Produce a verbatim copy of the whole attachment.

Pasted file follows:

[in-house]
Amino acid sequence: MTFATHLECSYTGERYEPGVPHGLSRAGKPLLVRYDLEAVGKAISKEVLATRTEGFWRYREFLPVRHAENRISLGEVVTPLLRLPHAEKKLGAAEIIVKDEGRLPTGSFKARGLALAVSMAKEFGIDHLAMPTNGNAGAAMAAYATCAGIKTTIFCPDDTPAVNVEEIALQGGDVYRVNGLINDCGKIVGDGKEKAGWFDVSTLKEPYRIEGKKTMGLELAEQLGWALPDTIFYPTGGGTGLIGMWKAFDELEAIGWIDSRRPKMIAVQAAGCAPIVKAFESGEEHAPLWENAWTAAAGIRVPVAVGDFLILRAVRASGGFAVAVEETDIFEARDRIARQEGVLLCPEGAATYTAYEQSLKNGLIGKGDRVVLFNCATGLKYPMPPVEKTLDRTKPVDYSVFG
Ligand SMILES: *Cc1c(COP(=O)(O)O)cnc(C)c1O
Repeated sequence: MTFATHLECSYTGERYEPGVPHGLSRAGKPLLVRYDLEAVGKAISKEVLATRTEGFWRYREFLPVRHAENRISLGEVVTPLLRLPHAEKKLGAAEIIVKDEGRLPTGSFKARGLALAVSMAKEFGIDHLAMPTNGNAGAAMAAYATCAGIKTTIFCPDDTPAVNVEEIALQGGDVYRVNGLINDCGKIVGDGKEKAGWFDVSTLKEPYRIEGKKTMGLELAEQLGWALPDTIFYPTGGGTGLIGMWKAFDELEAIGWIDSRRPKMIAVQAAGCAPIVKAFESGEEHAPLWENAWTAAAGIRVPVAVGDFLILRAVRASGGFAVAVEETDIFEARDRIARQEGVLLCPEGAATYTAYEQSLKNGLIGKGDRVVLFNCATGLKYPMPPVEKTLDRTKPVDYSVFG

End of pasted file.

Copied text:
[in-house]
Amino acid sequence: MTFATHLECSYTGERYEPGVPHGLSRAGKPLLVRYDLEAVGKAISKEVLATRTEGFWRYREFLPVRHAENRISLGEVVTPLLRLPHAEKKLGAAEIIVKDEGRLPTGSFKARGLALAVSMAKEFGIDHLAMPTNGNAGAAMAAYATCAGIKTTIFCPDDTPAVNVEEIALQGGDVYRVNGLINDCGKIVGDGKEKAGWFDVSTLKEPYRIEGKKTMGLELAEQLGWALPDTIFYPTGGGTGLIGMWKAFDELEAIGWIDSRRPKMIAVQAAGCAPIVKAFESGEEHAPLWENAWTAAAGIRVPVAVGDFLILRAVRASGGFAVAVEETDIFEARDRIARQEGVLLCPEGAATYTAYEQSLKNGLIGKGDRVVLFNCATGLKYPMPPVEKTLDRTKPVDYSVFG
Ligand SMILES: *Cc1c(COP(=O)(O)O)cnc(C)c1O
Repeated sequence: MTFATHLECSYTGERYEPGVPHGLSRAGKPLLVRYDLEAVGKAISKEVLATRTEGFWRYREFLPVRHAENRISLGEVVTPLLRLPHAEKKLGAAEIIVKDEGRLPTGSFKARGLALAVSMAKEFGIDHLAMPTNGNAGAAMAAYATCAGIKTTIFCPDDTPAVNVEEIALQGGDVYRVNGLINDCGKIVGDGKEKAGWFDVSTLKEPYRIEGKKTMGLELAEQLGWALPDTIFYPTGGGTGLIGMWKAFDELEAIGWIDSRRPKMIAVQAAGCAPIVKAFESGEEHAPLWENAWTAAAGIRVPVAVGDFLILRAVRASGGFAVAVEETDIFEARDRIARQEGVLLCPEGAATYTAYEQSLKNGLIGKGDRVVLFNCATGLKYPMPPVEKTLDRTKPVDYSVFG